Nov. 14--As if air travelers didn't know it already, the entire experience -- from security checkpoints to aircraft boarding, flight delays, waiting for rental cars and returning them -- has become excruciating, according to customer surveys.
In its 2007 Rental Car Satisfaction Study that was released Tuesday, J.D. Power and Associates found overall satisfaction of airport car rental customers declined in 2007 from 2006. On a 1,000-point scale, satisfaction dropped from 767 last year to 750 in 2007.
St. Louis-based Enterprise Rent-A-Car ranked first in customer satisfaction in the survey for the fourth consecutive year, with a score of 777. Hertz ranked second with a score of 762. National, a unit of Enterprise subsidiary and Tulsa-based Vanguard Car Rental, ranked third with 754 points.
Tulsa-based Dollar Rent A Car ranked eighth of eight companies in the survey, with a score of 731. Thrifty Car Rental, also a unit of Dollar Thrifty Automotive Group Inc., ranked fifth with a score of 746.
The industry average score was 750, said Jim Gaz, senior director of travel and entertainment at Westlake Village, Calif.-based J.D. Power.
"The decline in customer
satisfaction with rental cars is indicative of a general decline in performance throughout the travel industry in 2007 -- from airports to airlines to hotels," Gaz said in a prepared statement.
"Rental car customers, in particular, are being faced with rising fuel prices and decreased availability of new rental vehicles as major automotive manufacturers have reduced their rental fleet sales," he said. "While the rental car industry faces its own specific challenges, customer satisfaction may also be influenced by the snowball effect from frustrations consumers are facing with the entire travel experience."
In its 12th year, the J.D. Power survey measures overall customer satisfaction with renting cars at airports by examining six factors: costs and fees; pick-up process; the rental car itself; return process; reservation process; and shuttle bus/van.
J.D. Power based its rental car satisfaction study on evaluations by 5,859 business and leisure travelers who rented a vehicle at an airport location between September 2006 and September 2007.
Enterprise scored highly in five of the six categories, Gaz said.
"In particular, Enterprise has widened the gap from its competition through strong performance in cost and fees and in the functionality of their Web site, as well as in the courtesy of their personnel," Gaz said. "These strengths could potentially benefit the two rental car companies recently acquired by Enterprise -- Alamo and National -- as Enterprise aligns these operations."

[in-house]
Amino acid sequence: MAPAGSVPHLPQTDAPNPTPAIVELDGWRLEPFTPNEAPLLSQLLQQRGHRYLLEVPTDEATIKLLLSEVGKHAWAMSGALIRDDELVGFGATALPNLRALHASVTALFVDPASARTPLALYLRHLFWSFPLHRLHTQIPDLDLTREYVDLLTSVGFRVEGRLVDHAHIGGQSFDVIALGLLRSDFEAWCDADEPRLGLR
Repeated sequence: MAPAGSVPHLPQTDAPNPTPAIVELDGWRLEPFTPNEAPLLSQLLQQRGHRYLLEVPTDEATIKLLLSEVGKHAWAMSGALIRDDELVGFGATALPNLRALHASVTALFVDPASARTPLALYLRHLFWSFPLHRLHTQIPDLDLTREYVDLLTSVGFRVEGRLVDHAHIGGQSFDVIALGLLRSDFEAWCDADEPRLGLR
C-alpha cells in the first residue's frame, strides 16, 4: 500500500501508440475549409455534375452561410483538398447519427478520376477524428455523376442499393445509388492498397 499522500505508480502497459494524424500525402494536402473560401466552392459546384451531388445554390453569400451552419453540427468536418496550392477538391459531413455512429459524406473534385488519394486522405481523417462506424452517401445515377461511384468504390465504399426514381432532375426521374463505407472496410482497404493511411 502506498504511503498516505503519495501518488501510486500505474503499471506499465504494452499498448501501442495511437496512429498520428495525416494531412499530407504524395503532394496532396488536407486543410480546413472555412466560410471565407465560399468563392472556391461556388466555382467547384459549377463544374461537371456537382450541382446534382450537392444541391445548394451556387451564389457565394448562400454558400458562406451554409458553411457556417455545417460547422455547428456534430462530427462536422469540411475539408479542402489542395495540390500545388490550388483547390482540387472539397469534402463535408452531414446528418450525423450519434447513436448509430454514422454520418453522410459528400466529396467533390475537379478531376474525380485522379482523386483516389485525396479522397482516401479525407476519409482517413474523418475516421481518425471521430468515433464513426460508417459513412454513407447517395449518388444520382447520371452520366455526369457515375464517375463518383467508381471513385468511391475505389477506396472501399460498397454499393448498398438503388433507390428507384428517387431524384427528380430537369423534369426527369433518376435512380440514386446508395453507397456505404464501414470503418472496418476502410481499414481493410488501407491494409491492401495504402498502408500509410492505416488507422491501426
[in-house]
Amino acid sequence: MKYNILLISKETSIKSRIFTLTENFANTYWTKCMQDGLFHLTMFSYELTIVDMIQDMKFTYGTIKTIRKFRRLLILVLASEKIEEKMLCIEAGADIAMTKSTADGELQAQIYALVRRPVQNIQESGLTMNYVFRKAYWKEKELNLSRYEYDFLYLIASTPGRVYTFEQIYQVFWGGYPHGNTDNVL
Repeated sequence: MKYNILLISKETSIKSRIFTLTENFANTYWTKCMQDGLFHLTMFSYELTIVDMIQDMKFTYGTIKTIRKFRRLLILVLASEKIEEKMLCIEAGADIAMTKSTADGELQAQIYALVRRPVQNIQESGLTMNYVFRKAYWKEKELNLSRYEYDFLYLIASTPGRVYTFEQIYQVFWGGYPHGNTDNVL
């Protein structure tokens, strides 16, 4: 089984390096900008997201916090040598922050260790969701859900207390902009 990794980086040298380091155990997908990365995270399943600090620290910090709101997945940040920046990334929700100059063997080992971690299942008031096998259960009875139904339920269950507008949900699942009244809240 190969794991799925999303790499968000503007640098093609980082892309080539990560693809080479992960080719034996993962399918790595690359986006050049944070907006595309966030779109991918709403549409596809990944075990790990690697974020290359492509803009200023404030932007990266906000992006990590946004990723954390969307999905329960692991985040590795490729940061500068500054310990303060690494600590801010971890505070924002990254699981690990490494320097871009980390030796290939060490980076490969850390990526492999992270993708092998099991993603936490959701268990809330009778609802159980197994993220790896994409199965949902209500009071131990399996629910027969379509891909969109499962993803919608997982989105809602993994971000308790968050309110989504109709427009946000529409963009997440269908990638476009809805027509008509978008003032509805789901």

Enterprise spokeswoman Christy Conrad said the company actually has ranked first in the J.D. Power survey in eight of the last nine years.
"It speaks to the consistency and hard work of our employees," Conrad said in a telephone interview.
Fred Fleischner, spokesman for Dollar Thrifty, said the company may have ranked lower in the survey because it markets primarily to the leisure traveler.
"Those commenting on Dollar and Thrifty may be commenting strictly on market perception, and I say that because the ranking somewhat reflects our market share numbers as well," Fleischner said.
"It's true that by the time a customer comes to the rental counter, they may have stood in long lines at an airport, sat and waited on a tarmac, and maybe even lost their luggage on arrival. We're aware of that frustration coming to our counters, and we're doing everything we can to make that customer feel welcome and get them on their way to their final destination as quickly as possible."
J.D. Power, a market research, forecasting, training and customer satisfaction measurement firm, found the average reported time rental car customers wait while pricking up or returning their rental car typically exceeds the reported wait times incurred during other parts of the air travel experience.
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